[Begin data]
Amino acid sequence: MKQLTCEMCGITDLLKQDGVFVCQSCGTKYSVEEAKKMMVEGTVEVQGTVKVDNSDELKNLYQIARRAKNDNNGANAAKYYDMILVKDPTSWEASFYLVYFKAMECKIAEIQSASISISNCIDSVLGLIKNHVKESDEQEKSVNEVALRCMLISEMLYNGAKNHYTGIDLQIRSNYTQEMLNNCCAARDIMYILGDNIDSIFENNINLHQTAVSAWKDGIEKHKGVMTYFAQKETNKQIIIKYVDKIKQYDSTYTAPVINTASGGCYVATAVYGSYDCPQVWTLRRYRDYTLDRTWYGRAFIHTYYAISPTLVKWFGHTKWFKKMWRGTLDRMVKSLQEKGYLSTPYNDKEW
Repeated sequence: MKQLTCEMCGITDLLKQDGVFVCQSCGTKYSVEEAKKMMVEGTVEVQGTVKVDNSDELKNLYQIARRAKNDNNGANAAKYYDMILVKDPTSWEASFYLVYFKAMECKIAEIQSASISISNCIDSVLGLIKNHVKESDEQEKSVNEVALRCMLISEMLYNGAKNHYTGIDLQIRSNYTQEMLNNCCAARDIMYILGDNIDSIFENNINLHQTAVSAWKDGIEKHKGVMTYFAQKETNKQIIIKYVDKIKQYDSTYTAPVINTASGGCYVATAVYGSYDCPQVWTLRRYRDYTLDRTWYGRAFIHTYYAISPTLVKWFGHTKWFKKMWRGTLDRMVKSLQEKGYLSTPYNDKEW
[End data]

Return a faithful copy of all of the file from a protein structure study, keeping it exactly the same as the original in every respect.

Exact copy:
Amino acid sequence: MKQLTCEMCGITDLLKQDGVFVCQSCGTKYSVEEAKKMMVEGTVEVQGTVKVDNSDELKNLYQIARRAKNDNNGANAAKYYDMILVKDPTSWEASFYLVYFKAMECKIAEIQSASISISNCIDSVLGLIKNHVKESDEQEKSVNEVALRCMLISEMLYNGAKNHYTGIDLQIRSNYTQEMLNNCCAARDIMYILGDNIDSIFENNINLHQTAVSAWKDGIEKHKGVMTYFAQKETNKQIIIKYVDKIKQYDSTYTAPVINTASGGCYVATAVYGSYDCPQVWTLRRYRDYTLDRTWYGRAFIHTYYAISPTLVKWFGHTKWFKKMWRGTLDRMVKSLQEKGYLSTPYNDKEW
Repeated sequence: MKQLTCEMCGITDLLKQDGVFVCQSCGTKYSVEEAKKMMVEGTVEVQGTVKVDNSDELKNLYQIARRAKNDNNGANAAKYYDMILVKDPTSWEASFYLVYFKAMECKIAEIQSASISISNCIDSVLGLIKNHVKESDEQEKSVNEVALRCMLISEMLYNGAKNHYTGIDLQIRSNYTQEMLNNCCAARDIMYILGDNIDSIFENNINLHQTAVSAWKDGIEKHKGVMTYFAQKETNKQIIIKYVDKIKQYDSTYTAPVINTASGGCYVATAVYGSYDCPQVWTLRRYRDYTLDRTWYGRAFIHTYYAISPTLVKWFGHTKWFKKMWRGTLDRMVKSLQEKGYLSTPYNDKEW